Some bands gained prominence because of their influence on other musicians but were given less credit by fans years later because they no longer had current releases. The Dutch death metal assault Sinister crafted three albums of great influence but then faded away in the mid-1990s, leading to fewer people mentioning their place in the death metal canon.
Sinister broke into the scene with Cross the Styx, a somewhat messy onslaught of intense rhythm that broke into striking old world melodies at crucial times despite some disorganization. The band refined that style and brought greater technicality to their second release, Diabolical Summoning, then combined the percussive strand of death metal with their technical yet melodic assault on the epic Hate before fading away with a series of less focused releases through the late 1990s and 2000s.
With Syncretism, Sinister returns with a release that ties together their many influences in a form that is both streamlined and abundant in its use of nuance and variation. On the surface, Syncretism fits into the world of percussive death metal innovated by bands like Suffocation, but the band have invented a musical vocabulary that borrows and adapts elements of other sub-genres, such as the rushing chromatic riffs of war metal, the melodic lead rhythm guitar that modern metal overuses, phrases ending in melodic fills from early black metal, and compositional tendencies from progressive death metal and flowing black metal that are now integrated into an entirely different dialect.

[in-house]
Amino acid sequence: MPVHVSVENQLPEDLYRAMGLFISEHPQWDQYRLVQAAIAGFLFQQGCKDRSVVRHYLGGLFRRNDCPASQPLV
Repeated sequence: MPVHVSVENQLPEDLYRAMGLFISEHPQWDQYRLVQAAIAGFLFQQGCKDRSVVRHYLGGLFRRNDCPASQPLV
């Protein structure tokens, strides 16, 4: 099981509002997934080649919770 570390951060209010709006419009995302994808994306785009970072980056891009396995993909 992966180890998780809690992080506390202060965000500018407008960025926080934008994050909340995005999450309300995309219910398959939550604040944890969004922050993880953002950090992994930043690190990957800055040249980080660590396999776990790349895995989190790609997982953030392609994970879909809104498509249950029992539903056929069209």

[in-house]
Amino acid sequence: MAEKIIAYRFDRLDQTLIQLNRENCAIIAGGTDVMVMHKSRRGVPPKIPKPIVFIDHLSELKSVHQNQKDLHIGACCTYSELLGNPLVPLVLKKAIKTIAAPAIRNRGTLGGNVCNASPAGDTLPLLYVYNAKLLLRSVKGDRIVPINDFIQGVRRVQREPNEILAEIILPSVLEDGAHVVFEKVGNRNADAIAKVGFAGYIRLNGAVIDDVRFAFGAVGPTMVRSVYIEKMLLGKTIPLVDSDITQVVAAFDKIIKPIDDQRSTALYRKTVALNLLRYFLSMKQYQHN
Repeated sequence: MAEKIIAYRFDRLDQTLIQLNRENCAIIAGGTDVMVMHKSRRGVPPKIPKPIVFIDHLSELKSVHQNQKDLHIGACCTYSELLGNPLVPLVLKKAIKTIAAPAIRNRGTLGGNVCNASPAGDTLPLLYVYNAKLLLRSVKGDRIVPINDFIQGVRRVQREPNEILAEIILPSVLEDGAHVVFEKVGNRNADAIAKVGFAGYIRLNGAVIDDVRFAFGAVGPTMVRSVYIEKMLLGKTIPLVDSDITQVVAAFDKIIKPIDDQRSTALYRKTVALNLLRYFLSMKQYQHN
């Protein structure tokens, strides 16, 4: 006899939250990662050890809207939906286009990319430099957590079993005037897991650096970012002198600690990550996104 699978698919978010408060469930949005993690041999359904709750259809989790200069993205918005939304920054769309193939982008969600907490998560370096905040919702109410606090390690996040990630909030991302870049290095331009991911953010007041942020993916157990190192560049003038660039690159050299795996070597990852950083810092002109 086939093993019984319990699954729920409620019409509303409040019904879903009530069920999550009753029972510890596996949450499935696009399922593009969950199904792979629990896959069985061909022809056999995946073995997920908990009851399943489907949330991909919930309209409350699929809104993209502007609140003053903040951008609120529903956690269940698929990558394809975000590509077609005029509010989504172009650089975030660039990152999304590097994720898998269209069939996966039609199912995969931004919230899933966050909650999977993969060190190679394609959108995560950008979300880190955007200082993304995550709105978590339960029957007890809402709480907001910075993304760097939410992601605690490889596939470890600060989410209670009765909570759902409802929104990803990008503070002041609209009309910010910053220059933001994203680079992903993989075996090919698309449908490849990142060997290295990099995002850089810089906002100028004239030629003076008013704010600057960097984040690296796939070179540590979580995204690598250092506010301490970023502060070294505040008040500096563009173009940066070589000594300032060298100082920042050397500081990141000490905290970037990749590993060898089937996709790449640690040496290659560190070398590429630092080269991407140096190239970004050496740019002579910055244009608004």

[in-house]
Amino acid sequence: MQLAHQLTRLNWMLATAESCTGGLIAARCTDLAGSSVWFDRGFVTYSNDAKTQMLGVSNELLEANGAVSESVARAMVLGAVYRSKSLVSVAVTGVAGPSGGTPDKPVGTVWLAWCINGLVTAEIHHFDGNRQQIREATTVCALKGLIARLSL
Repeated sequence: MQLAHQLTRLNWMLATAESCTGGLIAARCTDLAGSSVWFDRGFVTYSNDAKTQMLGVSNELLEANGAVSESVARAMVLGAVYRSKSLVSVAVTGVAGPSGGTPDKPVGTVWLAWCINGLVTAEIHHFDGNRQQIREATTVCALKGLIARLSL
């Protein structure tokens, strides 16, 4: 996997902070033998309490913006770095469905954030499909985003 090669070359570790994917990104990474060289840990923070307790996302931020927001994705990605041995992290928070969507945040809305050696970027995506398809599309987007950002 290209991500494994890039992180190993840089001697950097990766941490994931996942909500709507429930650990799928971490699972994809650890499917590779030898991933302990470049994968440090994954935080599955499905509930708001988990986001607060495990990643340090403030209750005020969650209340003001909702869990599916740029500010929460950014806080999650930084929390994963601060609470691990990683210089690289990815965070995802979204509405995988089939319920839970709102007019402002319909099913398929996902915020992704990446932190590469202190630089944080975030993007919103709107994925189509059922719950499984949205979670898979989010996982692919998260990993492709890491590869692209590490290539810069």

Songs begin with primitive and elemental over-the-top rhythm riffing which serves, in echoes of Diabolical Summoning, to set a kind of meta-theme against which all other riffs play off; as opposed to a straightforward syncopation, for example, all rhythms on drums and guitars tend to play with the rhythmic figure of the initial theme. The rest of the song serves to make sense of that founding idea and then expand upon it, causing the later third of each song to begin with a changed atmosphere, and then repeat the original theme in the new context. This creates a union between the power of repetition and the need for death metal to advance a narrative by changing context as riffs comment on one another; if anything, this could be used more.
Unlike all modern metal bands and many of the more simplistic percussive death metal acts, Sinister knows how to shape moods like putty, using adroitly bizarre solos bent among the riffs and building intensity in layers of repetition interrupted by contrary dialogue. If anything, this album sounds like early 2000s era Gorguts or Immolation with more variation in riff form and melody, capturing both the intense power of death metal and the nuances that make it great. Syncretism shows us a genre that not only has no need of dying, but continues evolving in its older form, picking up newer influences in a naturalized vocabulary upon which the album can build new passageways in the ancient labyrinth of death metal.